Poor compliance to National Comprehensive Cancer Network (NCCN) guidelines for adjuvant chemotherapy appears to be associated with poorer overall survival in patients with locally advanced rectal cancer who received neoadjuvant chemoradiotherapy, a study published in the journal Cancer has shown.1

NCCN treatment guidelines for patients with locally advanced rectal cancer recommend neoadjuvant chemoradiation followed by total mesorectal excision and adjuvant chemotherapy. Researchers sought to assess compliance to these guidelines and the relationship between the rate of adjuvant chemotherapy and survival.

For the study, investigators analyzed data from 14,742 patients with stage II or III rectal cancer who underwent neoadjuvant chemoradiotherapy and surgical resection and were included in the National Cancer Data Base. Of those, 68% did not receive adjuvant chemotherapy.


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Results showed that patients older than 70 years, those who had a higher comorbidity score, and those who achieved a pathologic complete response were less likely to receive adjuvant chemotherapy.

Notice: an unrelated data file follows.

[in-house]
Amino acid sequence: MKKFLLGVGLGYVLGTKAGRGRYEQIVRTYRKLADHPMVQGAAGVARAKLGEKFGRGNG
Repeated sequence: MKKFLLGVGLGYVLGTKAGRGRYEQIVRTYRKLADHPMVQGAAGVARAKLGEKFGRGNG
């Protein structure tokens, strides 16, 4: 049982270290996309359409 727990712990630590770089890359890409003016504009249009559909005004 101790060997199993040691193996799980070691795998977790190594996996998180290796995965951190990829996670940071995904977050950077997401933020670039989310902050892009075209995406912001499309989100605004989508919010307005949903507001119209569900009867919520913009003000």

The rate of the use of adjuvant therapy was 22-fold lower among hospitals.

After controlling for patient factors, stage of disease, and pathologic response, researchers found that adjuvant therapy was associated with an improvement in 5-year overall survival (hazard ratio [HR], 0.65; 95% CI, 0.59-0.71), with greatest survival benefit observed among those who achieved a pathologic complete response (HR, 0.40; 95% CI, 0.23-0.67).

The authors propose improved rehabilitation and physical conditioning as strategies that may improve the odds of patients receiving adjuvant therapy.

Reference

1. Xu Z, Mohile SG, Tejani MA, et al. Poor compliance with adjuvant chemotherapy use associated with poorer survival in patients with rectal cancer: an NCDB analysis. Cancer. 2016 Aug 25. doi: 10.1002/cncr.30261. [Epub ahead of print]